2010 Student Research Conference:
23rd Annual Student Research Conference

Comparing Service Learning to Traditional Experiential Learning: Is Service to the Community Really Necessary?
Amelia A. Bobzien* and Katherine A. Judd
Dr. Teresa Heckert, Faculty Mentor

Conway, Amel, and Gerwien (2009), focusing on pretest-posttest studies, found service learning impacted important outcomes. Less common are studies including comparison groups. Our study compared the impact of service learning with an experiential learning assignment. Two sections of the same class wrote reflections applying course material; one class wrote about a service learning site and the other wrote about other organizations. At both the beginning and end of the semester, students completed an assessment of civic engagement attitudes. There were no statistically significant differences at the beginning of the semester. Students in both sections agreed significantly more at the end of the semester with statements related to helping behavior. In addition, students in the service-learning section increased their agreement with perceived helping efficacy. Furthermore, there were five statistically significant differences at the end of the semester, with all differences supporting an enhanced benefit of service-learning.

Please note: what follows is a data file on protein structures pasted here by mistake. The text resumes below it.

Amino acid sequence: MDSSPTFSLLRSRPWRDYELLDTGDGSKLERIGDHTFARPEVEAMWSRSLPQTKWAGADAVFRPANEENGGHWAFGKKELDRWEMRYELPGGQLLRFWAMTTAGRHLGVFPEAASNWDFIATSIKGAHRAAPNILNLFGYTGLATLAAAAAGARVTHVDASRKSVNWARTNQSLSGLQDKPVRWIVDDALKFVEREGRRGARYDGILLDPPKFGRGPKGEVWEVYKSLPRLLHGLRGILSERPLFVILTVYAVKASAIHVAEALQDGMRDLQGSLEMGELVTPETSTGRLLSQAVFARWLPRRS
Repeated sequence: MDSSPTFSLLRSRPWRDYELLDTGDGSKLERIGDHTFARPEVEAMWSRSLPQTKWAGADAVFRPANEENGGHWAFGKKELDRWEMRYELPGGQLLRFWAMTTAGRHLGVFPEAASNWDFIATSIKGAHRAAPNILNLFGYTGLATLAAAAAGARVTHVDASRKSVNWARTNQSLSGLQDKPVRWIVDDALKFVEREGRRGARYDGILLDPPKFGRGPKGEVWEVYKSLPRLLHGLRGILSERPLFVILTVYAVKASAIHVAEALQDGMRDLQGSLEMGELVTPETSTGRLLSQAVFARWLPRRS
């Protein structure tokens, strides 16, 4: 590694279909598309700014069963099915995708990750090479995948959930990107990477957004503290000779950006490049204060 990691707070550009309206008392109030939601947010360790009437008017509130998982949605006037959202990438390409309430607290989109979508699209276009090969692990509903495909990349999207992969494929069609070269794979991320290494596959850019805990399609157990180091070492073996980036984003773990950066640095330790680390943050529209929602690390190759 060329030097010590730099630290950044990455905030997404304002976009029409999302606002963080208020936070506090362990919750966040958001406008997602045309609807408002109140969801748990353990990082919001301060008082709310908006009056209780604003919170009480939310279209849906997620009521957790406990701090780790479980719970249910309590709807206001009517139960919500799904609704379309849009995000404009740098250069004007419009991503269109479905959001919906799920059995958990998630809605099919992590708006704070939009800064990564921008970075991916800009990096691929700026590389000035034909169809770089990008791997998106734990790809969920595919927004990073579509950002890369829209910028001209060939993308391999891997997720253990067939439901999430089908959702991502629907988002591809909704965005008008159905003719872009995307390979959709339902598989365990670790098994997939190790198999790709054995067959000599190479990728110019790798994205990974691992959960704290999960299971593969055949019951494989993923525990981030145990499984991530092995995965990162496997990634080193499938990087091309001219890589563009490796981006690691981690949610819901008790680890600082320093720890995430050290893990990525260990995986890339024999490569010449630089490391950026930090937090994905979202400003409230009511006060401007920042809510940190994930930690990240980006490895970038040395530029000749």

Keywords: service learning, experiential learning, undergraduate students, civic engagement, outcomes

Topic(s):Service Learning
Psychology
Education

Presentation Type: Oral Paper

Session: 9-4
Location: MG 1000
Time: 8:45

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